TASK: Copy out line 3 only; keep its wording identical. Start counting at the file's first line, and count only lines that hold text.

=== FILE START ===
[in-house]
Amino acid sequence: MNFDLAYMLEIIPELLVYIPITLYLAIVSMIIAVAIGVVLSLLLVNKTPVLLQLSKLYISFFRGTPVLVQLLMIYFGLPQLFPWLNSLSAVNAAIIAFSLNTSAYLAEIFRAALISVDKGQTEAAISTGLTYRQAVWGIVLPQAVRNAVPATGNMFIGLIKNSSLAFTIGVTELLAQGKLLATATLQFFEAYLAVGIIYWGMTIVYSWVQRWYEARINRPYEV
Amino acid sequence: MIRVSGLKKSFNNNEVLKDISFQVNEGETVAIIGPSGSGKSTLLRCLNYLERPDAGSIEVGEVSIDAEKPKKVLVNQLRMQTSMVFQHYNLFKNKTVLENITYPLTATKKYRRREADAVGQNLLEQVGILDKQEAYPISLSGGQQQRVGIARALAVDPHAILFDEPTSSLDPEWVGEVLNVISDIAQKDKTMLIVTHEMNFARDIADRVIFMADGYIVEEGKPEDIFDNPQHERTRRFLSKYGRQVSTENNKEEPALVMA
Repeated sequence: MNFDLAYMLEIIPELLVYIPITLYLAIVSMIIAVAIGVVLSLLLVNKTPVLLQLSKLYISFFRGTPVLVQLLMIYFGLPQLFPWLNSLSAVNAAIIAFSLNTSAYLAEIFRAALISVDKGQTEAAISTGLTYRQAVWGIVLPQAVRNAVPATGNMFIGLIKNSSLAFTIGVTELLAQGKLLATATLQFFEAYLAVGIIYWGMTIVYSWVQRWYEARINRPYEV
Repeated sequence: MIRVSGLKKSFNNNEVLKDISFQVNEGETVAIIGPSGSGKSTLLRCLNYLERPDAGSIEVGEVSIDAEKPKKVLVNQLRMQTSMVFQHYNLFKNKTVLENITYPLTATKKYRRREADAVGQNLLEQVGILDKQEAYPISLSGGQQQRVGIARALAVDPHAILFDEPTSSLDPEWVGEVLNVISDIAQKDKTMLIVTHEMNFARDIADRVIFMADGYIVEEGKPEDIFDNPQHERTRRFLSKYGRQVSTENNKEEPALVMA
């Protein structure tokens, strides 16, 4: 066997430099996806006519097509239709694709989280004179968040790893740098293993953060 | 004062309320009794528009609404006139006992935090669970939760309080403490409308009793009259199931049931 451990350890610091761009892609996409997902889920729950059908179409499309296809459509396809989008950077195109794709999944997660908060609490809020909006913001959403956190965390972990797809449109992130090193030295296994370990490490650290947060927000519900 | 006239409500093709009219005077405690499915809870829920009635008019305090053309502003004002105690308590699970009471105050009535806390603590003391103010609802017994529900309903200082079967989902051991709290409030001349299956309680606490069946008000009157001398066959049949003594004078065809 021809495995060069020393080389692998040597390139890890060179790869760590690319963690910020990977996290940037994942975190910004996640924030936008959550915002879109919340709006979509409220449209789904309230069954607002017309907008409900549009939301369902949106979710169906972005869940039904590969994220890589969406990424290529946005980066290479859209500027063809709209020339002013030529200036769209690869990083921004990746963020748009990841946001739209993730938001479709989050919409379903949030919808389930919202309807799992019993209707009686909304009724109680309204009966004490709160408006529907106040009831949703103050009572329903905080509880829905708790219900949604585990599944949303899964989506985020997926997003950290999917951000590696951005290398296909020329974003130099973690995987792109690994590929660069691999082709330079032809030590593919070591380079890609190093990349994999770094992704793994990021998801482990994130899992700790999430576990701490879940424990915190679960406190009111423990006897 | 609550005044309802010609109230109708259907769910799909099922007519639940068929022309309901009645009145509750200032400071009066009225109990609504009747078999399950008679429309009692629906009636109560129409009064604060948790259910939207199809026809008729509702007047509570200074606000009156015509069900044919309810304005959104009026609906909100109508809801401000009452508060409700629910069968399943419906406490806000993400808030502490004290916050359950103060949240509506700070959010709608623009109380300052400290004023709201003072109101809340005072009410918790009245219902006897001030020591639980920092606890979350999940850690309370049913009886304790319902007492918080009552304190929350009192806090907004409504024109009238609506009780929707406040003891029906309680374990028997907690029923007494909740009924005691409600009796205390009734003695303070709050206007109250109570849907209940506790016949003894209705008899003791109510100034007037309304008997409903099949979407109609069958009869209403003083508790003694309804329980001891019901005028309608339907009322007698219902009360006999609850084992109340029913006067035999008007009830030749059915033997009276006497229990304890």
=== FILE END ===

Amino acid sequence: MIRVSGLKKSFNNNEVLKDISFQVNEGETVAIIGPSGSGKSTLLRCLNYLERPDAGSIEVGEVSIDAEKPKKVLVNQLRMQTSMVFQHYNLFKNKTVLENITYPLTATKKYRRREADAVGQNLLEQVGILDKQEAYPISLSGGQQQRVGIARALAVDPHAILFDEPTSSLDPEWVGEVLNVISDIAQKDKTMLIVTHEMNFARDIADRVIFMADGYIVEEGKPEDIFDNPQHERTRRFLSKYGRQVSTENNKEEPALVMA